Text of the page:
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Dog parks, owners and voice command

Let me share some Information before I delve in. Molly hates, let me emphasize that, HATES, small dogs. Molly was a rescue, so we don't know that much about her story. What we do know now is that she is fence, toy and food aggressive. She hates and reacts badly to large diesel trucks/engines and she is fiercely protective of our children.

Missoula Dog Parks and Molly

Shortly after we adopted her, we took her to a couple of dog parks around town.

(Molly pictured below)

1. Fort Missoula Dog Park (our experience)

This park was fun because it has separate play areas. One for small dogs, and one for everyone else. She had fun for a little less than an hour, playing and carrying on with a few other dogs her size. Most of the owners were hanging out in a group talking and sharing stories of their furry friends, laughing at pups playing and carrying on. Each time A new dog at the gate! Yay! All doggies have to greet this dog! Unfortunately, this owner brought a ball, and not just any ball. A Chuck -it! We had previously played ball in our yard at home, and there wasn't any problems. However, this was a ball that everyone wanted. We quickly found out that Molly was and still is toy aggressive, especially with balls. All balls are Molly's balls.

2. MRL Bark Park (our experience)

We had an unfortunate encounter with a ridiculous dog owner who didn't listen to me saying "Hey give me a second to put my dog on a leash and let us leave first before coming through(the gate)."

Molly had been fine up until that point. There were several (Est. 5-6) dogs running and playing (midsize to large breeds), no biggie.

The owner blew me off and brought in his toy poodle. Even though I told him at the gate, please do not bring your dog in until mine is out, he did it anyway.

Hey Dog Owners! Listen to people please! When people say "Oh don't worry my dog is friendly", that just makes me nuts.

Whoop-de-doo! Other dogs may not be friendly, and that's why we, the owners, have them on a leash. Some people are afraid of dogs galumphing up to them. Just because you think your dog is friendly doesn't mean that we want your dog in our face or our dog's face. Please listen, and pay attention.

Molly could have killed his dog. There would have been zero poodle left if I was one of those owners. Thank goodness, I'm not. I know my dog doesn't like small dogs, and was able to control her on a leash, barely. She really wanted to eat his poodle. Snarling, lunging, pulling on the leash, it was scary. I wish he would've listened.

He was screaming, carrying on, acting as if I was a monster, whatever. Still didn't pick up his dog to protect her.

Hey idiot, I told you to wait for us, I feel in this instance, if Molly would have attacked his dog, it was his fault for not listening. There were witnesses.

After that, we don't take Molly to dog parks, in fact we only take her up mountains. We don't comingle with other dogs, people, horses, etc.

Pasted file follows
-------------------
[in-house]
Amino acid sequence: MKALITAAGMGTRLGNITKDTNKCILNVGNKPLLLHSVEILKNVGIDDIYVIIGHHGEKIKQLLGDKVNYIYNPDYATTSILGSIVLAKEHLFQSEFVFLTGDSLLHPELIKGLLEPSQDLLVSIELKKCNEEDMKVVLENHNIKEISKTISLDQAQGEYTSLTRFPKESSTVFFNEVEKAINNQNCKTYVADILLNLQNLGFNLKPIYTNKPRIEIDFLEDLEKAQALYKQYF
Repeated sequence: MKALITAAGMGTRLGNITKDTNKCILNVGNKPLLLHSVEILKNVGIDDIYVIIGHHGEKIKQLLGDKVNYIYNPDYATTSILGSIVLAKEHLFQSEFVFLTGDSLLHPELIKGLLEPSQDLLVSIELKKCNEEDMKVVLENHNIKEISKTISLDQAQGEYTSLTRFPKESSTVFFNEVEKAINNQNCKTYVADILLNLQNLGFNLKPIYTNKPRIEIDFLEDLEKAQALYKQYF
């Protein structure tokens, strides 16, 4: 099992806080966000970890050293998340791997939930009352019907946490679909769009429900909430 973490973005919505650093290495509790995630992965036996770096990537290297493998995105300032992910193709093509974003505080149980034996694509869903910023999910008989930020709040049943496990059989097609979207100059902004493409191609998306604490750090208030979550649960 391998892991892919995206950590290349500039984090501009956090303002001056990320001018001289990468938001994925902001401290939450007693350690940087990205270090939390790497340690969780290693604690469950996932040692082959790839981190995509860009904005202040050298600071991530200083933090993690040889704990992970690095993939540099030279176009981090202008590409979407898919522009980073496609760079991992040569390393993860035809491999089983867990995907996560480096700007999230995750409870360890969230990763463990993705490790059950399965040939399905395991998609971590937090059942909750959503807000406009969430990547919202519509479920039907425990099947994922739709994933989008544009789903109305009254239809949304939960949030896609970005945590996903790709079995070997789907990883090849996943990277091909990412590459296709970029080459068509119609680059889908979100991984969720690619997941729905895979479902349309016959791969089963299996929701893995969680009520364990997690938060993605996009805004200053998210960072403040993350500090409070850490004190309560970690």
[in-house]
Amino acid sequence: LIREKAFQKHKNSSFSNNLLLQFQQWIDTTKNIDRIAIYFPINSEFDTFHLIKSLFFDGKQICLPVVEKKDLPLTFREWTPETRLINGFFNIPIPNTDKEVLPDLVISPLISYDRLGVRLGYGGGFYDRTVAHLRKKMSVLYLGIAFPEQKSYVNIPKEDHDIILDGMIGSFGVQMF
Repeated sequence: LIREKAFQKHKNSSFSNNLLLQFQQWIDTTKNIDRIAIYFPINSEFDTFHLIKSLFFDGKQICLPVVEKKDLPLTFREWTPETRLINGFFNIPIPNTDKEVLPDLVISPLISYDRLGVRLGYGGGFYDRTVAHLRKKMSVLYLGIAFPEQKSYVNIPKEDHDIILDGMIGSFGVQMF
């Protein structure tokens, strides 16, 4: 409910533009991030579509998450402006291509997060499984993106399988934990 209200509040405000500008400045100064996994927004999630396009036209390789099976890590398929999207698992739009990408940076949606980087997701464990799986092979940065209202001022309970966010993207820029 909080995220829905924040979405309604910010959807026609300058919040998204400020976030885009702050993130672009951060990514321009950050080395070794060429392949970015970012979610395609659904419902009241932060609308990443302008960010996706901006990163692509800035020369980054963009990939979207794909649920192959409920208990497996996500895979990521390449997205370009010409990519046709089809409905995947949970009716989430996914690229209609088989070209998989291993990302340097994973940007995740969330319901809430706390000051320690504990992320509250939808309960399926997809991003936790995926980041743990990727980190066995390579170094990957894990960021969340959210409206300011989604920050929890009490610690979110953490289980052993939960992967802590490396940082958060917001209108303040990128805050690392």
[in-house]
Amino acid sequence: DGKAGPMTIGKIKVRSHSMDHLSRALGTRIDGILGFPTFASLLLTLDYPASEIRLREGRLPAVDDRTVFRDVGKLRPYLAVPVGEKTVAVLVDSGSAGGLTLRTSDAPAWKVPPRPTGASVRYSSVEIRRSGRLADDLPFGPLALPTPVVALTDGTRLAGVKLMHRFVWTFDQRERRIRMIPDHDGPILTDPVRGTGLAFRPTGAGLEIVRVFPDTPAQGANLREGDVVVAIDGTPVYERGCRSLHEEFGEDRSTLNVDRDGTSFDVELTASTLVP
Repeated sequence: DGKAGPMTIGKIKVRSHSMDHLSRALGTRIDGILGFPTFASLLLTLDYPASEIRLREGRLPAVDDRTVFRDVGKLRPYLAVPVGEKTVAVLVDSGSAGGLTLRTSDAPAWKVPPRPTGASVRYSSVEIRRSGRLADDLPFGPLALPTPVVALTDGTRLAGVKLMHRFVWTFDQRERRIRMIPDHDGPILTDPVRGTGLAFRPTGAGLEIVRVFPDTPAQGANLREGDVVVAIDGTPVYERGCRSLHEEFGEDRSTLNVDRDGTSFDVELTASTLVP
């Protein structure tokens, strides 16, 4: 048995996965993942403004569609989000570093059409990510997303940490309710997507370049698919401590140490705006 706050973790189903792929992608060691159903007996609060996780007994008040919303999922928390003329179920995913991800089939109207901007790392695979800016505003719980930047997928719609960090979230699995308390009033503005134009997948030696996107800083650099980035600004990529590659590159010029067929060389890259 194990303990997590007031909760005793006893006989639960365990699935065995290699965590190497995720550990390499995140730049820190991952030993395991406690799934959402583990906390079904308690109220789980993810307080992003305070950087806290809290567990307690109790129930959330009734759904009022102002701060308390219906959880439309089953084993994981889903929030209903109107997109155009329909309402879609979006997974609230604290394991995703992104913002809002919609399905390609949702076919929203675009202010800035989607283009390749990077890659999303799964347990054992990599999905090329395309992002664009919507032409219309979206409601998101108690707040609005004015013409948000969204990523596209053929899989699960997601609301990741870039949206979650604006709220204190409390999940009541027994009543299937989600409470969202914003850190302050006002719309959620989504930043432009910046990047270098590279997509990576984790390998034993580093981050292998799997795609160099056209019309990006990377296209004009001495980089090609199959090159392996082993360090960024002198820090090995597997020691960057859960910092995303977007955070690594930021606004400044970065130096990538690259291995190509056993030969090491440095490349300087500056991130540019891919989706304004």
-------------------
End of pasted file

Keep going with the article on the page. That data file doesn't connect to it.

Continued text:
Owners need to pay attention, and most do, but you get those who look at their phones the entire time, or bring their kids or hey, don't listen to the other owners. Hey! some dogs don't like kids. but hey let's bring small children to a dog park! Really smart right? What if by chance, oh I don't know, a dog bit a child, whose responsible, the dog who is at a dog park, not a children's park, or the child's parent who brought the child into a "dog park?"

3. Jacob's Island Bark Park

I wasn't even attempting this dog park, since we had brought our previous dog here (Missy)and she escaped. We had to grab her out of East Broadway and Van Buren rush hour traffic. (perfect example of a dog not under voice control)

(Ellie, parent's dog, pictured left, and Missy pictured above)

Voice Control/Command

But I digress. After the MRL incident, we don't take Molly to dog parks, ever. In fact we only take her up into the mountains. We let her run off leash in the mountains, but she is under voice control at all times. We whistle, she comes. We call, she comes. We say heel, she heels. This is true voice command. This didn't happen overnight. This took years of training, practice, and patience. We don't set her up for failure either. We tend to go when there is less people and dogs on the trail. We usually don't run into dogs, but when we do, we whistle and she comes.

1. True Recall

I want to stress the importance of true recall. This is the most important command to teach your dog, but not the easiest. It takes time, hard work and patience.

True Recall is an essential training component. It keeps your dog safe as well as others. If you have a dog that will return 100% of the time, you don't need to be the person saying "my dog is friendly." You just call them back. You won't have to worry about if the other person, dog, animal is friendly or not, because yours is back, by your side, safe.

If you "think" your dog is under voice control, you are wrong. If you know that 100% of the time, your dog will come no matter what, then your dog is under voice control and you have mastered true recall.

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